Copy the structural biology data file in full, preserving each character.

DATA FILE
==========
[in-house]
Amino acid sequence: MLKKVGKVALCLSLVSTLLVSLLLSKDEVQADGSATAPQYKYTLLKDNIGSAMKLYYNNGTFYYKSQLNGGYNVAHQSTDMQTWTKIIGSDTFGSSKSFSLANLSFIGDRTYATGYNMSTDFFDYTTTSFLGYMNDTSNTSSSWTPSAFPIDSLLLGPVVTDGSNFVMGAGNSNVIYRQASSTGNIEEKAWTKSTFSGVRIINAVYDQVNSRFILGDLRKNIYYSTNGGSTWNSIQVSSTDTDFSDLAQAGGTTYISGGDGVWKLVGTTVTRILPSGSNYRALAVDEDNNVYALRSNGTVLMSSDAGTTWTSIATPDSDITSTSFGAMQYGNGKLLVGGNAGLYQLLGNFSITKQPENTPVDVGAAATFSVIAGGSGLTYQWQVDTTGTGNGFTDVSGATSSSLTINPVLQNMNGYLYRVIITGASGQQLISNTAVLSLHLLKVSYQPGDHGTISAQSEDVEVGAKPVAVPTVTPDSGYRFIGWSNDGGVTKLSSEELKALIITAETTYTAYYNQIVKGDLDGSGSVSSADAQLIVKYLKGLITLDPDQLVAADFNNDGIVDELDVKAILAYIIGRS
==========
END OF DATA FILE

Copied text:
[in-house]
Amino acid sequence: MLKKVGKVALCLSLVSTLLVSLLLSKDEVQADGSATAPQYKYTLLKDNIGSAMKLYYNNGTFYYKSQLNGGYNVAHQSTDMQTWTKIIGSDTFGSSKSFSLANLSFIGDRTYATGYNMSTDFFDYTTTSFLGYMNDTSNTSSSWTPSAFPIDSLLLGPVVTDGSNFVMGAGNSNVIYRQASSTGNIEEKAWTKSTFSGVRIINAVYDQVNSRFILGDLRKNIYYSTNGGSTWNSIQVSSTDTDFSDLAQAGGTTYISGGDGVWKLVGTTVTRILPSGSNYRALAVDEDNNVYALRSNGTVLMSSDAGTTWTSIATPDSDITSTSFGAMQYGNGKLLVGGNAGLYQLLGNFSITKQPENTPVDVGAAATFSVIAGGSGLTYQWQVDTTGTGNGFTDVSGATSSSLTINPVLQNMNGYLYRVIITGASGQQLISNTAVLSLHLLKVSYQPGDHGTISAQSEDVEVGAKPVAVPTVTPDSGYRFIGWSNDGGVTKLSSEELKALIITAETTYTAYYNQIVKGDLDGSGSVSSADAQLIVKYLKGLITLDPDQLVAADFNNDGIVDELDVKAILAYIIGRS